Two Construction Workers Electrocuted When Crane Contacts One Phase of a 13.4 KV System in Tennessee
The National Institute for Occupational Safety and Health (NIOSH), Division of Safety Research (DSR), is currently conducting the Fatal Accident Circumstances and Epidemiology (FACE) Project, which is focusing primarily upon selected electrical-related, excavation-related, and confined space-related fatalities. By scientifically collecting data from a sample of fatal accidents, it will be possible to identify and rank factors that influence the risk of fatal injuries for selected employees.
Officials of the Occupational Safety and Health Program for the State of Tennessee notified DSR concerning this fatality and requested technical assistance. This case has been included in the FACE Project. On July 8-11, 1985, the DSR research team, which consisted of a mechanical engineer and a safety specialist, met with employer representatives, conducted a site visit, interviewed comparison workers, discussed the incident with the State OSHA Compliance Officer, and photographed the accident site.
Overview of Employers Safety Program:
The victims were employed by a construction, engineering, and development firm that has been in operation for approximately 74 years. The firm competitively bids on various construction projects. The company has the capability to provide in-house architectural design or will construct according to design specifications provided by the customer. On the day of the incident, the firm employed approximately 350 workers with approximately 30 working at the accident site.
The company employs a collateral-duty safety director and utilizes payroll inserts and weekly safety meetings to promote safety awareness. Each new employee is issued a safety manual for maintenance and general construction and participates in a safety orientation program prior to their first day of work. A safety inspector, present at each job site, fills out a daily report that includes two safety related checklists. (One checklist addresses personal protective equipment, the second addresses the condition of equipment.)
Synopsis of Events:
Since February, the firm has been the general contractor responsible for the construction of a department store. At the same construction site, the city’s utility company was simultaneously installing a three-phase 13.4 kV distribution line that would service an adjacent mall and the department store.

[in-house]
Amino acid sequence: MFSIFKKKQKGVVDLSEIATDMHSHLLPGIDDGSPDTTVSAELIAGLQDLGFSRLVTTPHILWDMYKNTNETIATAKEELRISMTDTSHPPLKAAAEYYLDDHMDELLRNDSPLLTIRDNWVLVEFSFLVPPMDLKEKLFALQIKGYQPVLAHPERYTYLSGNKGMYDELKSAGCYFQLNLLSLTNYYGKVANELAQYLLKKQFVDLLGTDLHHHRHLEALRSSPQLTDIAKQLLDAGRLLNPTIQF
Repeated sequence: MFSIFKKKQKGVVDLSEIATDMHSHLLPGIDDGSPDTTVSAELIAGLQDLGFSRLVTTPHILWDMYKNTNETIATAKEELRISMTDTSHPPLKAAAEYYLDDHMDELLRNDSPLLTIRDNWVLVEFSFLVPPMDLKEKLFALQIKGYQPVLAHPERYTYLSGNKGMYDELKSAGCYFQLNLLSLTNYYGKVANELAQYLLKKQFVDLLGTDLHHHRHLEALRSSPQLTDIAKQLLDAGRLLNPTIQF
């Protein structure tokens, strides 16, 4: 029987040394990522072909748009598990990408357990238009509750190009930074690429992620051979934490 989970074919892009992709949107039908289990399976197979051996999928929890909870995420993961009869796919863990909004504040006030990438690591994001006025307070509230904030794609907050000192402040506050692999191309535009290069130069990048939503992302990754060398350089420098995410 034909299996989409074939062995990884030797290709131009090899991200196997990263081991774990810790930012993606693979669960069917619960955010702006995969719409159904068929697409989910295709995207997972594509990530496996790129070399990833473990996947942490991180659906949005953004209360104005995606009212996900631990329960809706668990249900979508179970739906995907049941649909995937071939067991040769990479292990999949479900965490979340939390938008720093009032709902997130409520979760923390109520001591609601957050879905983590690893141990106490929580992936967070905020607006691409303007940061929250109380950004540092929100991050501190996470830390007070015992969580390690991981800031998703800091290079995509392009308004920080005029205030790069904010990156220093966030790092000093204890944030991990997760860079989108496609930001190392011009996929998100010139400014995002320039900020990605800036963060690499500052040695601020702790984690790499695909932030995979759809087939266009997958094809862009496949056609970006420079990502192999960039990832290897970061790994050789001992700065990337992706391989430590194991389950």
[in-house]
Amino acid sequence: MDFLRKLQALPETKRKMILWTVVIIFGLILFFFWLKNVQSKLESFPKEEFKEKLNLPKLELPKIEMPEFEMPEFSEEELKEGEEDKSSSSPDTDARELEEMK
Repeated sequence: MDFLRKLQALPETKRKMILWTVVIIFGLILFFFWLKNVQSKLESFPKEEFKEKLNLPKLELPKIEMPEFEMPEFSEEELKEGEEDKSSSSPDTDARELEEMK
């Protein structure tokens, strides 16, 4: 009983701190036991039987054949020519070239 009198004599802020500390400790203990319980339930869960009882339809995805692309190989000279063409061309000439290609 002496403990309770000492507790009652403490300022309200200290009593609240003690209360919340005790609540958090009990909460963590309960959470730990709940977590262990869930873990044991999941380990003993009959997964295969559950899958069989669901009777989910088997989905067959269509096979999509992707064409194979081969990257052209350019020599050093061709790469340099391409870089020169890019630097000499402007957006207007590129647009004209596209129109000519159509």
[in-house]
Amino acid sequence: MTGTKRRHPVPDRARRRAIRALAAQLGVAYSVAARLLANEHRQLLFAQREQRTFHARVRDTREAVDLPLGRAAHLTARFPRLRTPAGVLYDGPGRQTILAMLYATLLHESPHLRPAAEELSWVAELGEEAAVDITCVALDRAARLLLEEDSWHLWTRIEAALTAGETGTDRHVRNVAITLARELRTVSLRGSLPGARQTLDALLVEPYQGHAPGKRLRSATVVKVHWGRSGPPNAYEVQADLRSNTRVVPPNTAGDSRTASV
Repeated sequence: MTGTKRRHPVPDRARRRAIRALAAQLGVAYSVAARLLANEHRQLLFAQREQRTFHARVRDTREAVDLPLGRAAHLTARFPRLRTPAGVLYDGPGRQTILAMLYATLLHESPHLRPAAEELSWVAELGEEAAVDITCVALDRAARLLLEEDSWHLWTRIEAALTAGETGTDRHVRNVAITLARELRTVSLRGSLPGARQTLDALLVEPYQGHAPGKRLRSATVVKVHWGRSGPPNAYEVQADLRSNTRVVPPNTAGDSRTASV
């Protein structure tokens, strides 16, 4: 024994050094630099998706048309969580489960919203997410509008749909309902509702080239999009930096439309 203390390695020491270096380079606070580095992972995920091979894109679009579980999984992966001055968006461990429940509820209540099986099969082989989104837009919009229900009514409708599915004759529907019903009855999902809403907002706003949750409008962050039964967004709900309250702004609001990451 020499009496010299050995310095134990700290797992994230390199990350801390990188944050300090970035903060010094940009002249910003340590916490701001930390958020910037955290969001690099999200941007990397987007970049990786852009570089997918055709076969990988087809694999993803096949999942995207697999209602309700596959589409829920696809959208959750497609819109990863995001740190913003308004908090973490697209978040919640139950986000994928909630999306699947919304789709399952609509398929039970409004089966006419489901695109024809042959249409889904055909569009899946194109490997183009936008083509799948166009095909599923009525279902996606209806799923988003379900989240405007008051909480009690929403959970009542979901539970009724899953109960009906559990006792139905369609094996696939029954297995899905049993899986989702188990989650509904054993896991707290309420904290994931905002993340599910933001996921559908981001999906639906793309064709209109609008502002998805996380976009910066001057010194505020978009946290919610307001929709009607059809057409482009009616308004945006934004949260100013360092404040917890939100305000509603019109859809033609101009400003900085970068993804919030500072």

On June 26, 1985, three workers ware in the process of pouring a concrete “footer” in a drainage ditch (approximately 8 feet deep and 30 feet wide). A concrete box culvert was to be erected on the footer. A rubber-tired, rough-terrain crane supporting a two yard (capacity) steel bucket was used to supply concrete for pouring the footer. The crane operator was instructed to exercise caution when working in the vicinity of the overhead power lines in order to prevent damage to the power lines. The bottom phase of the line was 31′ above the ground and was parallel to the drainage ditch (above the work area). The presence of electrical energy was never considered. Since there was no immediate need for electricity at the work site and the workmen had not been notified that the power line had been energized by the city utility, the construction workers were unaware that the power lines presented a hazard. (Officials of the firm later learned that the lines had been energized on June 19, 1985.) The process of pouring the concrete “footer” involved filling the two yard (capacity) steel bucket with concrete, raising and swinging the bucket into position, then lowering it until signaled to stop by one of the workers in the ditch. Two workers would hold the suspended bucket in position while a third worker pushed down on the bucket’s door handle to dump the concrete. By approximately 3:30 p.m. the workers had successfully dumped two buckets of concrete and the crane operator had lowered a third bucket into the ditch. The crane operator then set the crane. Two workers (laborers) were holding the loaded bucket in position while the third worker (a concrete finisher) had just grasped the bucket’s release handle, when the crane and power line came into contact. Upon hearing a ‘loud pop’ and ‘crackling noises’, the crane operator looked down and saw the three workers lying in the ditch. He immediately raised the bucket and swung the crane away from the overhead lines. He then entered the ditch along with other workers to render first aid to the three injured workers. CPR was administered and local ambulances were summoned.